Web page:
Passengers taking a cab in New York City may want to brush up on their languages as their driver is no longer expected to speak English.
New rules came into force on Friday scrapping the English proficiency exam faced by anyone wanting to drive one of New York’s iconic yellow cabs.
There are about 13,600 taxis in New York and more than 40,000 drivers, of whom, at the last count, 82 per cent were born outside the United States.
Leap into a cab in New York there is a fair chance the driver’s first language could be Urdu, Sylheti or Spanish.
Cab drivers in New York are drawn from an estimated 167 countries with the largest proportion, 24 per cent, coming from Bangladesh.
Unlike their counterparts in London, New York drivers are not expected to go through a test as rigorous as “the Knowledge”, which requires the ability to memorise thousands of streets within a six-mile radius of Charing Cross.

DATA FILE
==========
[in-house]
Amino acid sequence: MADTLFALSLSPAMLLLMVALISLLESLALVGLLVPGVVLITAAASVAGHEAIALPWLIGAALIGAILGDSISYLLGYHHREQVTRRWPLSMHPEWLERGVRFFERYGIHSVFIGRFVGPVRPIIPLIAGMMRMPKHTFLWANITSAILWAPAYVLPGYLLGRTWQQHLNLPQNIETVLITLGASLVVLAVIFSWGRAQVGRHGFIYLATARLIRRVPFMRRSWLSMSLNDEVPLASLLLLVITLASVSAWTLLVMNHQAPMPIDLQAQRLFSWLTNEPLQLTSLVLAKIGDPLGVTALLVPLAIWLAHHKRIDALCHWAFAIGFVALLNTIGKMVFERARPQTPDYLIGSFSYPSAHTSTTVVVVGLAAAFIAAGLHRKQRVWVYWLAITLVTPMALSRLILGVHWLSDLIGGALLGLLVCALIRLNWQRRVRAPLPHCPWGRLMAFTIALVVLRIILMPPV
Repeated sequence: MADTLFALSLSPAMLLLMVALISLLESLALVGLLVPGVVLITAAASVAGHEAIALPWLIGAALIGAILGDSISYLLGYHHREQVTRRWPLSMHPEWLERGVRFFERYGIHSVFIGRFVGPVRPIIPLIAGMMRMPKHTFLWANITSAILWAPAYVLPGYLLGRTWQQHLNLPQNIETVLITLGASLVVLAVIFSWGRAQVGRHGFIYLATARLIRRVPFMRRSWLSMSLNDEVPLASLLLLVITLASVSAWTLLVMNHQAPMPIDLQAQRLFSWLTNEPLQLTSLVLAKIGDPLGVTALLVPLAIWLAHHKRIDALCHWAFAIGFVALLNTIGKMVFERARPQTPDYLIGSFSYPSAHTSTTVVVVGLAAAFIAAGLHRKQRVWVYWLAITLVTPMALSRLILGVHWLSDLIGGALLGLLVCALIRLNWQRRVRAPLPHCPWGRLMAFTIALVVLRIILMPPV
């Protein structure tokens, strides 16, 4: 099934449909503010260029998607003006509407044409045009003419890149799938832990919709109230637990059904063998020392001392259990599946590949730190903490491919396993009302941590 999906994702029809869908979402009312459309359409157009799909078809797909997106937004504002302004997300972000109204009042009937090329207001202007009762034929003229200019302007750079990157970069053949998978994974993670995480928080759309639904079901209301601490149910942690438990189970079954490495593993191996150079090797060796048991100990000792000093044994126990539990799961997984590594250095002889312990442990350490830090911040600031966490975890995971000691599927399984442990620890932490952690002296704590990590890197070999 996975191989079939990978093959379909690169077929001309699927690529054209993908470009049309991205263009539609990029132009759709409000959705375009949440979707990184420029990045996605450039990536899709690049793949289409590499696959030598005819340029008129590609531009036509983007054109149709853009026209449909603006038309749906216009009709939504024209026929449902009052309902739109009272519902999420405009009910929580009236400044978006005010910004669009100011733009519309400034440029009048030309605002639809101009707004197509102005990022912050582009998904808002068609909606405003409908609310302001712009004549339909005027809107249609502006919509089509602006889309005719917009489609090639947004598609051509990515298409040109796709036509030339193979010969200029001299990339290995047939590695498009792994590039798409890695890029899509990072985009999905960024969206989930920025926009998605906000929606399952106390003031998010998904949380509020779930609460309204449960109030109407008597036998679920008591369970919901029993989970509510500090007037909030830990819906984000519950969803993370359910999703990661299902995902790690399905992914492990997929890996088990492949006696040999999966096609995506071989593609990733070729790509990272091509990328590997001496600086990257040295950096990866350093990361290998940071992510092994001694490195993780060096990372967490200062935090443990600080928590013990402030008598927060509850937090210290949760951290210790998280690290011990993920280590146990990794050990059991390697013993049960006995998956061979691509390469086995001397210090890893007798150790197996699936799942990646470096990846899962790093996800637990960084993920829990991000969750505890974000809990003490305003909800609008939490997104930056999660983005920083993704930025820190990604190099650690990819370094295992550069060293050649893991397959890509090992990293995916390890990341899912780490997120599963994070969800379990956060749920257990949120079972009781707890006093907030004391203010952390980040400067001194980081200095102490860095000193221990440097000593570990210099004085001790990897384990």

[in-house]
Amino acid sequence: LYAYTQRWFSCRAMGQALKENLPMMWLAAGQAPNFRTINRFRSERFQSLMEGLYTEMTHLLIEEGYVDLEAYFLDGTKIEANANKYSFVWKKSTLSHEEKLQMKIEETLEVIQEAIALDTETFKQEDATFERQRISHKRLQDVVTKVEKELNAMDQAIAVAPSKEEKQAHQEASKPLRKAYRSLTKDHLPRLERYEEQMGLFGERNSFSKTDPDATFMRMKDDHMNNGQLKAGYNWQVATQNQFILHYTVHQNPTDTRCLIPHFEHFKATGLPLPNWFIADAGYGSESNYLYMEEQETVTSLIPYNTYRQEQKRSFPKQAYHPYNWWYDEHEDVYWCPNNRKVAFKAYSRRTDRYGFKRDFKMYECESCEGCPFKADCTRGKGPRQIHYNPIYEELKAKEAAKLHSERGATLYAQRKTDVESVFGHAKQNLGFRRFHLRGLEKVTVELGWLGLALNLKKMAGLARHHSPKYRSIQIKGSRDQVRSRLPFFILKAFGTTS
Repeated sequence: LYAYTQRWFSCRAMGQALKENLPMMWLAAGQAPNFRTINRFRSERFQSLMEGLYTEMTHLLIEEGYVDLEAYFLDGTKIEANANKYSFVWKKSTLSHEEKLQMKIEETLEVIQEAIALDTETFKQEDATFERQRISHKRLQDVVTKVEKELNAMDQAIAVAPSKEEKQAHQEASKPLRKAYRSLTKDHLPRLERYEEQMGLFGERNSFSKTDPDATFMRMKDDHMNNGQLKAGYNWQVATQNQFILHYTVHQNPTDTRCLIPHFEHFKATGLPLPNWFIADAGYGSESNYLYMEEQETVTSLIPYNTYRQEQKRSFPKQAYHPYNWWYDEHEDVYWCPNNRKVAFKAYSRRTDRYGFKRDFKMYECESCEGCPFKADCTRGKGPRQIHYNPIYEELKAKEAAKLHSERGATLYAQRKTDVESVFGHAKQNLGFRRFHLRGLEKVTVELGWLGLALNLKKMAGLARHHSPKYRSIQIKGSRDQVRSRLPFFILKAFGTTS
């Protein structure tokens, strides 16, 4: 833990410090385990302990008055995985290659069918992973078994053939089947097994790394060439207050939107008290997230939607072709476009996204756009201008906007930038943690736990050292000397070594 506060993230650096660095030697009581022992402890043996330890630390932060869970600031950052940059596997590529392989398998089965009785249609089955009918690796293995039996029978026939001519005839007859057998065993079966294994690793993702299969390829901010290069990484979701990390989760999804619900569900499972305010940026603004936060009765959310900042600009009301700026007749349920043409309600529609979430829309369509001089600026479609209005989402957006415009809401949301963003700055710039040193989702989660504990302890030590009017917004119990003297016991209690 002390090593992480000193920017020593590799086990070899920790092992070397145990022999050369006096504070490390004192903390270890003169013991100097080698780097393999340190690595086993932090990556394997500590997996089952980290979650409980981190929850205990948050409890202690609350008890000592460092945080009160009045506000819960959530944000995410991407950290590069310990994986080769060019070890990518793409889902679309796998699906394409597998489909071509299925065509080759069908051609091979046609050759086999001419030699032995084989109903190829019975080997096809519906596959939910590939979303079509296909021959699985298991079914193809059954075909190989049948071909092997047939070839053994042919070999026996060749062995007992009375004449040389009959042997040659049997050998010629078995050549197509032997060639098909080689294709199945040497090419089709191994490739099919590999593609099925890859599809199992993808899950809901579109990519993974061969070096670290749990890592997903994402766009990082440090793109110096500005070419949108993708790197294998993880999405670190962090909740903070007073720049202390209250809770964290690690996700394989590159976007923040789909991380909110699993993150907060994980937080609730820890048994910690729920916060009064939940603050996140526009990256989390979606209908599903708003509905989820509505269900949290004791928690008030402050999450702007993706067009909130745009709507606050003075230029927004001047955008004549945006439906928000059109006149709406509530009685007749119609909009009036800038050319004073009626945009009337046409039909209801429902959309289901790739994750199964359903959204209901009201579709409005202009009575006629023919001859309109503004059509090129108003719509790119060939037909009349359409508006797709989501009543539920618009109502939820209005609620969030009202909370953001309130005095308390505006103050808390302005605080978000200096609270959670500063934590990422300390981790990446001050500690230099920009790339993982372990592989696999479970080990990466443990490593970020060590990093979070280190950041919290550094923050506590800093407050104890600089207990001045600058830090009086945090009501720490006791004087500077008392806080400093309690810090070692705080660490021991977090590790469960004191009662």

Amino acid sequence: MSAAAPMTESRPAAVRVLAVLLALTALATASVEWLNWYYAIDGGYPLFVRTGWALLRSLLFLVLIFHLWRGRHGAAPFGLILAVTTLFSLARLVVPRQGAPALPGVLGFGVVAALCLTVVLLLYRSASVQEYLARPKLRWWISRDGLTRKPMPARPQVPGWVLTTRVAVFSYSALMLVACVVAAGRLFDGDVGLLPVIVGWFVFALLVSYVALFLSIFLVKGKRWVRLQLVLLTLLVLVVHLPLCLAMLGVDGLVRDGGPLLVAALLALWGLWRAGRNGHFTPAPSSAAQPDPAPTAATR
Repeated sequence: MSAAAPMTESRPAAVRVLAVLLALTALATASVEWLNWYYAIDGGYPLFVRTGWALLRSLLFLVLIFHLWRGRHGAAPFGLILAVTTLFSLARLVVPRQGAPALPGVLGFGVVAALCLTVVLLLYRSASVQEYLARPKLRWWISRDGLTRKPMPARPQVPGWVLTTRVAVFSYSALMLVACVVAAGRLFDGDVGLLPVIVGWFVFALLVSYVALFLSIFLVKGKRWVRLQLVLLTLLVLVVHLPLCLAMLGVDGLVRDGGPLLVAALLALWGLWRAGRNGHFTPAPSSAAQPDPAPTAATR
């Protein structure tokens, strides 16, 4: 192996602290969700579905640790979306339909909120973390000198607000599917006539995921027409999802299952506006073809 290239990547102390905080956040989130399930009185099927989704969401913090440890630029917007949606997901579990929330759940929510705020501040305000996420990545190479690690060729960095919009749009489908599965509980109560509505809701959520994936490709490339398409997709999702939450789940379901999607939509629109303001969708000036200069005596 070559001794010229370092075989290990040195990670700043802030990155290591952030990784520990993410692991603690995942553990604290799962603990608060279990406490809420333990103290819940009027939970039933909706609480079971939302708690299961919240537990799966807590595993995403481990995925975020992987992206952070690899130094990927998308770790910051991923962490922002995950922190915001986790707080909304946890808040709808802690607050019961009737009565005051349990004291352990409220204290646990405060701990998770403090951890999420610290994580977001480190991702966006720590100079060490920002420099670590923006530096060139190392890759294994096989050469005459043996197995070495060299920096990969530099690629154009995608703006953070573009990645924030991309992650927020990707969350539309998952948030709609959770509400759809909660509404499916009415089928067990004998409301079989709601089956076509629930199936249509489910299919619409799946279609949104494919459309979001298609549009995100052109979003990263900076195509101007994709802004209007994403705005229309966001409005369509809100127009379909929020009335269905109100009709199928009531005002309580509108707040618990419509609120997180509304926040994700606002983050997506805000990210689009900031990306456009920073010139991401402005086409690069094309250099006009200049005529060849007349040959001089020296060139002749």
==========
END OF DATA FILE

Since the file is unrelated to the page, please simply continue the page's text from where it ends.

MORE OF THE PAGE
Last year even the rudimentary ability to navigate around New York was watered down with the 80 question test being cut down to only 10.
Many taxi drivers in New York, where the heart of the city is built on a simple numerical grid, use portable satellite navigation devices as an aid.
Like many cities, New York’s taxi drivers are facing competition from Uber and the changes are intended to make sure that the same rules apply to all drivers.
Under the latest changes the New York cab driver’s test is now available in several languages.
The Bill which passed the city council and was signed off by Bill de Blasio, New York’s mayor, was intended to make it easier for immigrants to find work as cab drivers.
However some foreigners going through the more rudimentary test told the New York Times that they believed the changes were wrong.
“You have to communicate with the customer,” said Pasang Sherpa, 40. “You’re not working in a kitchen. You’re driving a cab; you’re dealing with the public.”